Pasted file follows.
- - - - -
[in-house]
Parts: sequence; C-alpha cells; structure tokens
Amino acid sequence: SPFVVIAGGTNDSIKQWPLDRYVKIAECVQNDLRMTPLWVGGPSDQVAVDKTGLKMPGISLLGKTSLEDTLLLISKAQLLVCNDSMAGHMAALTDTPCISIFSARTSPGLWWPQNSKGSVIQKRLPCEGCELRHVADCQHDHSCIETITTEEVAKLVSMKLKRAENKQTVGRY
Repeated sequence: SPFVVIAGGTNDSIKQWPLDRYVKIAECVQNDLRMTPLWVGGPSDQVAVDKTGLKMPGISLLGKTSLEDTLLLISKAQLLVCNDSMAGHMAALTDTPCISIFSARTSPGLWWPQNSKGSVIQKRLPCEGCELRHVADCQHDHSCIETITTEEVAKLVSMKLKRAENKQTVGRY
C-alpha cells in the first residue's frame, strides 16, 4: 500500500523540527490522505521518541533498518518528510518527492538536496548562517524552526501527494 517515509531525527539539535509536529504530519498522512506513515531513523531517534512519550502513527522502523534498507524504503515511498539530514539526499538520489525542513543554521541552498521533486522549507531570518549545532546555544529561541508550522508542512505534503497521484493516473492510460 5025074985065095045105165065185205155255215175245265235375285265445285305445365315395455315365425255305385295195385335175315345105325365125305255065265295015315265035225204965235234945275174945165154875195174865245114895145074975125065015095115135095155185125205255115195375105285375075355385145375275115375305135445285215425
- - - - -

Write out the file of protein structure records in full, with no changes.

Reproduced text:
[in-house]
Parts: sequence; C-alpha cells; structure tokens
Amino acid sequence: SPFVVIAGGTNDSIKQWPLDRYVKIAECVQNDLRMTPLWVGGPSDQVAVDKTGLKMPGISLLGKTSLEDTLLLISKAQLLVCNDSMAGHMAALTDTPCISIFSARTSPGLWWPQNSKGSVIQKRLPCEGCELRHVADCQHDHSCIETITTEEVAKLVSMKLKRAENKQTVGRY
Repeated sequence: SPFVVIAGGTNDSIKQWPLDRYVKIAECVQNDLRMTPLWVGGPSDQVAVDKTGLKMPGISLLGKTSLEDTLLLISKAQLLVCNDSMAGHMAALTDTPCISIFSARTSPGLWWPQNSKGSVIQKRLPCEGCELRHVADCQHDHSCIETITTEEVAKLVSMKLKRAENKQTVGRY
C-alpha cells in the first residue's frame, strides 16, 4: 500500500523540527490522505521518541533498518518528510518527492538536496548562517524552526501527494 517515509531525527539539535509536529504530519498522512506513515531513523531517534512519550502513527522502523534498507524504503515511498539530514539526499538520489525542513543554521541552498521533486522549507531570518549545532546555544529561541508550522508542512505534503497521484493516473492510460 5025074985065095045105165065185205155255215175245265235375285265445285305445365315395455315365425255305385295195385335175315345105325365125305255065265295015315265035225204965235234945275174945165154875195174865245114895145074975125065015095115135095155185125205255115195375105285375075355385145375275115375305135445285215425